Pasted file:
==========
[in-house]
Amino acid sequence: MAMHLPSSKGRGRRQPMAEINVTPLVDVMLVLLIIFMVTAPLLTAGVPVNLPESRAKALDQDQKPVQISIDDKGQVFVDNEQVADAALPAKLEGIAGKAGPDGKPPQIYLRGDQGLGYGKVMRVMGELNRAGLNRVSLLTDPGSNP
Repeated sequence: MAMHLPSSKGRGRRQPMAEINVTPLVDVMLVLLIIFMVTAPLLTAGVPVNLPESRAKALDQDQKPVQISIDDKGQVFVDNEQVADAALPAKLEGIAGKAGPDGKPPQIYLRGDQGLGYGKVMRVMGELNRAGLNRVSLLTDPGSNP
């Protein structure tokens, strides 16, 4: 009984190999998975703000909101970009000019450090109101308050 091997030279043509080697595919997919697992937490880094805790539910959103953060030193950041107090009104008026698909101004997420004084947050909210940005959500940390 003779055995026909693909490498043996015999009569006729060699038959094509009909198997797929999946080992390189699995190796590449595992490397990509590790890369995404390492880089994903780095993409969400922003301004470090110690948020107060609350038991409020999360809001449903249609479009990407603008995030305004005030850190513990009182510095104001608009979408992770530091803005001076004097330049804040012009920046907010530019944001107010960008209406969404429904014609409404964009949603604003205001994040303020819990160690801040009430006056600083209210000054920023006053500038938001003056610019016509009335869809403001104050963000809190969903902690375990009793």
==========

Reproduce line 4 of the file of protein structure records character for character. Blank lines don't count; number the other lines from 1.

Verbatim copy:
């Protein structure tokens, strides 16, 4: 009984190999998975703000909101970009000019450090109101308050 091997030279043509080697595919997919697992937490880094805790539910959103953060030193950041107090009104008026698909101004997420004084947050909210940005959500940390 003779055995026909693909490498043996015999009569006729060699038959094509009909198997797929999946080992390189699995190796590449595992490397990509590790890369995404390492880089994903780095993409969400922003301004470090110690948020107060609350038991409020999360809001449903249609479009990407603008995030305004005030850190513990009182510095104001608009979408992770530091803005001076004097330049804040012009920046907010530019944001107010960008209406969404429904014609409404964009949603604003205001994040303020819990160690801040009430006056600083209210000054920023006053500038938001003056610019016509009335869809403001104050963000809190969903902690375990009793």